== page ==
As President Donald Trump puts his impeachment trial behind him and begins his transition into election mode, a new poll found most voters believe he will win even if they don’t want him to have a second term.
The latest Monmouth University 2020 election poll, released Tuesday, indicates that about two-thirds of voters believe Trump will be reelected, with 27 percent saying the president will definitely win and 39 percent saying he probably will. Only 22 percent said he would probably lose to the Democratic nominee, while just 9 percent think Trump will definitely lose this fall. The national telephone poll, which surveyed 872 registered voters, has a margin of error of 3.2 percentage points.
Individual voters’ confidence in the president’s chances were starkly divided along partisan lines: Republicans were highly confident in a Trump victory come November, with 59 percent telling pollsters a second term is a sure thing and 34 percent saying winning is probable. Conversely, only 38 percent of Democrats said Trump is likely to win another term in office.
Overall, pollsters found a disparity between the number of register voters who believe Trump will win and those who feel he should win. Most — 55 percent — said they would like to see someone new occupying the Oval Office, while 42 percent said they feel Trump deserves reelection. It isn’t clear how many Republicans would like to see Trump replaced based on this polling, as it did not break these values down by party affiliation. However, other polling shows the president with record approval ratings among GOP voters.
The polling comes as Trump begins his reelection campaign in earnest: The president took to the road Monday, holding a campaign rally in Manchester, New Hampshire. He faces a Tuesday primary challenge in that state from former Massachusetts Gov. Bill Weld, a contest the president is expected to win by an overwhelming margin.
New Hampshire Democratic voters have their primary Tuesday as well, a contest expected to provide some clarity on the presidential race following Iowa caucuses marred by human and technological failings that ultimately led to a very delayed release of results — and dissatisfaction among candidates, party officials, and the public about how the caucuses were handled. And that disappointment was keenly reflected in Monmouth’s poll.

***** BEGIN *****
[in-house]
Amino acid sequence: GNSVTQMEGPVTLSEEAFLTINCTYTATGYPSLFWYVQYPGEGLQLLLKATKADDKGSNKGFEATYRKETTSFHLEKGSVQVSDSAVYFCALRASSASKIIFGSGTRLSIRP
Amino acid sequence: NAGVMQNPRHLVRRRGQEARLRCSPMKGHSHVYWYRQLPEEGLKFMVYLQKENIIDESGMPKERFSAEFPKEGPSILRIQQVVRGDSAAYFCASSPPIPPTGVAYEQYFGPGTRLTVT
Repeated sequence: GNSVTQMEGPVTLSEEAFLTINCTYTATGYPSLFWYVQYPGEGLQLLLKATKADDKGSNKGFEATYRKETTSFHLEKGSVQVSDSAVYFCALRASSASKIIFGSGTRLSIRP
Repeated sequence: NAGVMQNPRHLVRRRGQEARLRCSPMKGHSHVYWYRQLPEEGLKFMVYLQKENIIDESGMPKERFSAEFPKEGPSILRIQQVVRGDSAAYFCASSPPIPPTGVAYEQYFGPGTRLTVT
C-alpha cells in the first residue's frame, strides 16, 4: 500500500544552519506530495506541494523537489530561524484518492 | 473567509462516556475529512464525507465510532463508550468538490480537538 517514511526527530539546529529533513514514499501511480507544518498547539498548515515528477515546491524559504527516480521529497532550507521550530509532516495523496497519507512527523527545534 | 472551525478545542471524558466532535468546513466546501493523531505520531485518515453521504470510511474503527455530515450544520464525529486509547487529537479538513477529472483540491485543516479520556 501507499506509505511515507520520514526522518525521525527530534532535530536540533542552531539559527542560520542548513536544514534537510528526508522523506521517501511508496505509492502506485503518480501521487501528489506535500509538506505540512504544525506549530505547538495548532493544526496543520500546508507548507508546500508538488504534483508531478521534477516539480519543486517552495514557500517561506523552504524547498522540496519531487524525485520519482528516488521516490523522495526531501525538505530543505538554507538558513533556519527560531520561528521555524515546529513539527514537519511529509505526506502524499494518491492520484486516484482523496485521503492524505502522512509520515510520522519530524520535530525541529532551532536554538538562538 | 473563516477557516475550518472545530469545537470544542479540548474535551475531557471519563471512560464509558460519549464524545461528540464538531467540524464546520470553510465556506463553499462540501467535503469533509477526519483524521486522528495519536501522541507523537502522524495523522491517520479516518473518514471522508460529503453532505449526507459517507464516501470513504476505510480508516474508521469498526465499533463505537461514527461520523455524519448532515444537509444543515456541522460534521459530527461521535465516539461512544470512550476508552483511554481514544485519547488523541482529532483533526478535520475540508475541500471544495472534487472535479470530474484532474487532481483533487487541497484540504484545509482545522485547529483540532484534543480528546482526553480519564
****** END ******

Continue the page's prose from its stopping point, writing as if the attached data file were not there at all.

Voters think it’s time to let other states besides Iowa and New Hampshire go first
The Iowa Democratic Party struggled to report complete results for much of the past week after the state caucused last Monday. Precinct chairs reported having difficulties with an app they were supposed to use to report results and struggled to call in the caucus totals as well. Also, confusion over new rules may have led some errors to be introduced into the results. This led to delays in reporting vote totals that weren’t officially finalized until Sunday.
Though Buttigieg was ultimately awarded the most delegates from Iowa, Sanders won the most support from caucusgoers and his campaign officially asked for a recanvass in many precincts earlier this week.
Iowa’s issues renewed calls for reforming the entire early caucus and primary system, which currently sees Iowa and New Hampshire going first, nationally. The Monmouth poll showed that voters are relatively split when it comes to readjusting the electoral calendar.
Just over 1 in 4 voters think the current system results in the best candidate being chosen for the nomination, while 52 percent say it makes little difference which state goes first. However, there was a drop in support from last month among Democrats about whether Iowa and New Hampshire should continue to go first, with 7 percent saying the two states should vote first, down from 11 percent.
Critics of the current system argue that Iowa and New Hampshire should not be the first to caucus and vote because of the states’ demographics, as explained by Vox’s Dylan Matthews:
By putting Iowa and New Hampshire first, the Democratic and Republican parties are effectively saying that disproportionate power and influence should go to a small group of overwhelmingly white people in rural areas and small cities. That influence shouldn’t go to a state or region with a large Hispanic population. It shouldn’t go to a state or region with a large black population. It shouldn’t go to a state with large cities and a strong interest in urban issues. It should go to these people instead.
That does a profound disservice to the millions of Americans living in diverse, densely populated areas. Or, to put it more bluntly, it gives white people outsize power in determining nominees and disenfranchises black, Hispanic, Asian Americans, and Native Americans relatively speaking.
The size of the bias is truly staggering. Economists Brian Knight and Nathan Schiff estimated in 2011 that an Iowa or New Hampshire voter carried the same influence in determining her party’s ultimate nominee as five voters from Super Tuesday states put together.
Monmouth’s pollsters also asked about possible changes to the state order: 56 percent of Democrats said that no one state should go first, instead saying there should be a single, one-day primary to choose their party’s nominee.
Regardless, New Hampshire still has its vote Tuesday. Then there will be a sprint through a primary in South Carolina and a caucus in Nevada before diving into Super Tuesday. By then, voters will have a firmer grasp on how this year’s nomination race will shake out.